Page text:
Unfortunately, the daycare we intend to use, as well as any other local daycare, does not have openings right now for our children and will not be able to get them in for two months. So, we have two options for interim childcare: my mother who lives nearby or hiring someone.
My mother is willing to keep my kids at her house, but we have a few hang-ups. She is keeping my sister’s infant all day and her school-age child in the afternoons (and driving carpool), so we worry this will be too much for her. She would have to load and unload two infant carriers and a three- year-old (who can’t buckle himself yet) every time she ran carpool. Her vehicle will accommodate all the kids, but managing this many kids would be hard even for me, and I’m not in my 60s. Also, she has a dog that my husband doesn’t trust. The dog has been known to be aggressive, but only with adult males. Finally, my brother stays with my mom off and on, and he has a history of drug problems. Although he is supposedly clean right now, I am not 100% certain.
I am struggling with the idea of bringing in a complete stranger, our only other option, on such short notice. I would have, at most, a week to find someone. That isn’t really enough time to get to know someone and let the kids get to know that person, too. Also, who would take a job with a known end date? If it were summertime, I’d think maybe a college student. But, it isn’t summer. (I have tried to find someone we might know and trust through church and friends, but to no avail, which leaves me finding someone via the web).
So, do we ask my mother to keep the kids and hope that she can handle it? Or do we hire someone we aren’t sure we trust? I’m leaning towards my mother–and my husband towards the nanny. What should we do? — Mom Needing Childcare Help
You honestly think that leaving your senior-citizen mother alone with two infants and what sounds like an additional two to three school-aged children, an aggressive dog, and a drug-addicted adult child, every day for two months, is a better idea than leaving your two children in the care of a professional nanny? You’re tempted to go with that scenario without even trying to find a professional first? I hear a lot of excuses — you only have one week, you don’t have enough time to get to know the nanny and have your kids get to know her, no one is going to want to work for two months, etc., etc., but none of these excuses sound like valid reasons to not even try an online search (which you could even start through various neighborhood parents’ groups, perhaps on Facebook or Yahoo, which is how I found our part-time nanny over four years ago).
First of all, how many professional nannies do you really think spend time “getting to know” the kids they’ll be paid to watch before committing to the job? Do you think teachers “get to know” their students before the school year begins? At most, there might be a meet-and-greet before a paid professional is charged with caring for and/or teaching your child, but the relationship-building “getting to know each other” happens on the job and not before.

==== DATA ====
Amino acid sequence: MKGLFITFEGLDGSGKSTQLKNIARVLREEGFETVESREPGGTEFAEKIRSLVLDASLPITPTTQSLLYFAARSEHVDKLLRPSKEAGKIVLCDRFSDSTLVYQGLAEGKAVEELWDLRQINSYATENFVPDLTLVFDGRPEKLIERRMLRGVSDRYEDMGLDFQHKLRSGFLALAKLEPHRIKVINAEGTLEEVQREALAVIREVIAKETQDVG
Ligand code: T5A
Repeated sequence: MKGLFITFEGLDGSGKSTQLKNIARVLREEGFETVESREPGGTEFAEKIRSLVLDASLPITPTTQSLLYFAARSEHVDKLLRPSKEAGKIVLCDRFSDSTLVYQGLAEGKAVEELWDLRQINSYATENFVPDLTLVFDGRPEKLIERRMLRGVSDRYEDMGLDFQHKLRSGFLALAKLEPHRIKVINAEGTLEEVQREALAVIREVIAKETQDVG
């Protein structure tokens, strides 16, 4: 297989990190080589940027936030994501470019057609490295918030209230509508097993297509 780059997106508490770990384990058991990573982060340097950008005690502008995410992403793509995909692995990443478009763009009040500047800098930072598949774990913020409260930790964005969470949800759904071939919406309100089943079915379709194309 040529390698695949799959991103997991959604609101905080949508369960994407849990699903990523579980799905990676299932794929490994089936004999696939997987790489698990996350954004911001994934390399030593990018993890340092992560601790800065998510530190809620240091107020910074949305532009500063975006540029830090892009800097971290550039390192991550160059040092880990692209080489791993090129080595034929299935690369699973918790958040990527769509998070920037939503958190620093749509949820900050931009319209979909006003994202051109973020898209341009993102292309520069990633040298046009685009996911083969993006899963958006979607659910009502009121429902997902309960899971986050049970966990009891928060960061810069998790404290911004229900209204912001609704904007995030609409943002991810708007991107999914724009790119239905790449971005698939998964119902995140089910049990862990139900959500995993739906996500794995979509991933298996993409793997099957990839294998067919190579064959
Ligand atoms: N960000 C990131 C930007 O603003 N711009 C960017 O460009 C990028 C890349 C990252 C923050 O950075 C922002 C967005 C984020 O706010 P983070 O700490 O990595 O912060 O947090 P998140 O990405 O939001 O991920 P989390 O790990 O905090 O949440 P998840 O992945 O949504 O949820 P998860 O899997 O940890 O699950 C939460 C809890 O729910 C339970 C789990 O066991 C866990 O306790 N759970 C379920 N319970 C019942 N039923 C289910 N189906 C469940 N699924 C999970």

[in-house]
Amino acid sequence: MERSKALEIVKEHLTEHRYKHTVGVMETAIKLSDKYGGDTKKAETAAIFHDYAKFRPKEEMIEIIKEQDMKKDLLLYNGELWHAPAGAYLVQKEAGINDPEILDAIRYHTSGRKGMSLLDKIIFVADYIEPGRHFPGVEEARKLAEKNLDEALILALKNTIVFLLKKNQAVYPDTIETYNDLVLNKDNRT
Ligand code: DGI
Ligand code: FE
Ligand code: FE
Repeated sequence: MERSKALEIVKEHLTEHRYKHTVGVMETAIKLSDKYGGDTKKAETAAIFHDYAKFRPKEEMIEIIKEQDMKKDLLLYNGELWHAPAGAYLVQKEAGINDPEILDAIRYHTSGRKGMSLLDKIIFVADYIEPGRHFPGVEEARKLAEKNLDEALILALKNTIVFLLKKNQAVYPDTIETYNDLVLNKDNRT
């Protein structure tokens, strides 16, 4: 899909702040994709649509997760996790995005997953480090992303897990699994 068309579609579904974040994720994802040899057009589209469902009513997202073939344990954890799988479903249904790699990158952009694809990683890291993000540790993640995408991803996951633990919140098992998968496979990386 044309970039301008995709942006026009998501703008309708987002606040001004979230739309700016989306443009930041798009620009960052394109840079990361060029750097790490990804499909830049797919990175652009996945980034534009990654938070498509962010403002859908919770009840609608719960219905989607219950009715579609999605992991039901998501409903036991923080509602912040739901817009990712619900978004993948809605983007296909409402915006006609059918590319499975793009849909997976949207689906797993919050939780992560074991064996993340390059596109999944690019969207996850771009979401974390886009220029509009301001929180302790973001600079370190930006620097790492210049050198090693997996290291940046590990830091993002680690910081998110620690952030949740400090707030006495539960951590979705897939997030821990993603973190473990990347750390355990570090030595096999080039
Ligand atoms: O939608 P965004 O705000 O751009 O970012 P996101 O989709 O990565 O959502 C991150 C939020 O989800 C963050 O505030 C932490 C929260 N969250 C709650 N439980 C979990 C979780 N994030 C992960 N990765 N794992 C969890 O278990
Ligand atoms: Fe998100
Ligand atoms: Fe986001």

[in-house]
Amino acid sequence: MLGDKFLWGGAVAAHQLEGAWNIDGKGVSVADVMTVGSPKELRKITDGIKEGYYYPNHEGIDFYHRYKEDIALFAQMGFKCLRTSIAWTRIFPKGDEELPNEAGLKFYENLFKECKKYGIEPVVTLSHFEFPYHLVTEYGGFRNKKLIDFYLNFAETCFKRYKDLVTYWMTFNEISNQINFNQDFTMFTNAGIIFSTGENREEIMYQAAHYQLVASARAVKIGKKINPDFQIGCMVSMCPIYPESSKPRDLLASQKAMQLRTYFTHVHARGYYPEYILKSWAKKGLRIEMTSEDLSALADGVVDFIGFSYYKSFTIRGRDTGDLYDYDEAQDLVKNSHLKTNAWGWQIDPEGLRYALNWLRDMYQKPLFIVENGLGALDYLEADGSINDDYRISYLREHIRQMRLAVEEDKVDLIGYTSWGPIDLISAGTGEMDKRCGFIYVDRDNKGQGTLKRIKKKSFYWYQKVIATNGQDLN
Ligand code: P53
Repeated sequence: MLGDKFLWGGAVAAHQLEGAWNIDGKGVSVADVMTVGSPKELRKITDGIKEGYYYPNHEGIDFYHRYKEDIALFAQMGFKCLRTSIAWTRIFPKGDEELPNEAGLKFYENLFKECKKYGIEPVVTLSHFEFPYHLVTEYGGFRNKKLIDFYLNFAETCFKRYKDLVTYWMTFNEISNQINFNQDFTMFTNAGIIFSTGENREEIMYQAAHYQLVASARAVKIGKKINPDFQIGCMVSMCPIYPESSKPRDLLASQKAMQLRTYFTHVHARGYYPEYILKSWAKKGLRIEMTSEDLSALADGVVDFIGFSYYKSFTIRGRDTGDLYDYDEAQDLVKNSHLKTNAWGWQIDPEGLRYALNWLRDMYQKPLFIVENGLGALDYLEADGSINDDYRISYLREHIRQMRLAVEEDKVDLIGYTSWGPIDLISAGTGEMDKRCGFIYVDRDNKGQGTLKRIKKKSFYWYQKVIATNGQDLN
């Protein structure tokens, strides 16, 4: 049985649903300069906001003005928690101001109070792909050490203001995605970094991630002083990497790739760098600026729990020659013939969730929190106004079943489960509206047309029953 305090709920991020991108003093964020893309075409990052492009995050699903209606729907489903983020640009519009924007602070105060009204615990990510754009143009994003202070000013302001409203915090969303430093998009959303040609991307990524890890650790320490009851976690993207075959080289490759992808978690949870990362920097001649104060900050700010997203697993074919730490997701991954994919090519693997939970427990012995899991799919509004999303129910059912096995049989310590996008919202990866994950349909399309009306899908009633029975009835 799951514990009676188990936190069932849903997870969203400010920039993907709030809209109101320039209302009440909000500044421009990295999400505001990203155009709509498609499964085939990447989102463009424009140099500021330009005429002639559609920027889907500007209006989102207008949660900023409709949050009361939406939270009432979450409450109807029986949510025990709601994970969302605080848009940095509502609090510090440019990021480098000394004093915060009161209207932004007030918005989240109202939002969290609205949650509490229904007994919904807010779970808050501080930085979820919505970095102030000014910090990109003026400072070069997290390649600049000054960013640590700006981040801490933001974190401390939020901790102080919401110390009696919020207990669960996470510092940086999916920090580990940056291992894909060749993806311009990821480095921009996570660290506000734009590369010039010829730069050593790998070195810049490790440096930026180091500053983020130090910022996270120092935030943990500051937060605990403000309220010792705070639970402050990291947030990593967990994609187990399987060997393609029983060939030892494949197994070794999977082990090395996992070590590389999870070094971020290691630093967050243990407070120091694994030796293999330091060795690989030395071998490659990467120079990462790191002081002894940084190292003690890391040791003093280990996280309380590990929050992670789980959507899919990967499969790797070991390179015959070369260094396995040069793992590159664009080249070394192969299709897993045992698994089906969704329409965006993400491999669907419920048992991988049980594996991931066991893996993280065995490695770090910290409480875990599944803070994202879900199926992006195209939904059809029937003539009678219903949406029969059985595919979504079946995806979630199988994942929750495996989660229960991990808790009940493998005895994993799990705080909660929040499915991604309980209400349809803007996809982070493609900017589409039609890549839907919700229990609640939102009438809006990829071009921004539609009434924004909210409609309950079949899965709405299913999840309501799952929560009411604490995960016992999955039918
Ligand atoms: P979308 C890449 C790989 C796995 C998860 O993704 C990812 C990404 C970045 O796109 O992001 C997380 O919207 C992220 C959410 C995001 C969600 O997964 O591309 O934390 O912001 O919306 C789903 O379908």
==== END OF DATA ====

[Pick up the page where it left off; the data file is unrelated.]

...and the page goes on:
Second of all, plenty of nannies would be happy to have full-time work for two months. Maybe they have a summer gig lined up — you know, when most kids are out of school and in need of childcare — and would be happy to have some interim work until then. Maybe their employer is about to go on maternity leave and is suspending the nanny’s employment for a couple months. There are plenty of reasons that a nanny, whose work schedule and lifestyle is much different than a typical 9-5 employee, would welcome temporary work.
Finally, you actually have more than a week to find someone. Maybe your job starts in a week, but if you’re leaning towards having your mother watch your kids — again, on top of watching the multiple children she already cares for, plus an aggressive dog and a drug-addicted adult, then why couldn’t you have her watch the kids for a week or two until you can line up alternative care? Even having her watch your children under those circumstances only one day a week or half days is better than all day, every day. Speaking of flexibility and piece-work childcare, which is how many modern families approach childcare, you could also look for a nanny to do afternoons with your kids so that, when your mother has to pick up the school-aged children and run the carpool, she’s not juggling four or five young children at once.
In arguing for the nanny route, I haven’t even touched yet on the multiple relationship conflicts that could arise when fielding full-time childcare to a family member who is already overburdened with the task of watching another family member’s multiple kids. There’s no way your mother will possibly be able to give each child personal attention and meet his or her individuals needs the exact way you would prefer. Sure, that’s not going to happen in a daycare facility either, but interpersonal relationships aren’t on the line the same way when you’re paying professionals to watch your kids and you have the managed expectations parents should have going into group childcare situations.
Will the world end if your mother has to watch five children every day for two months? No. But the risk of harm to her, your kids, and certainly the inter-family relationships is greater, in my opinion, than if you found a nanny to take on all or some of the childcare duties during that time.
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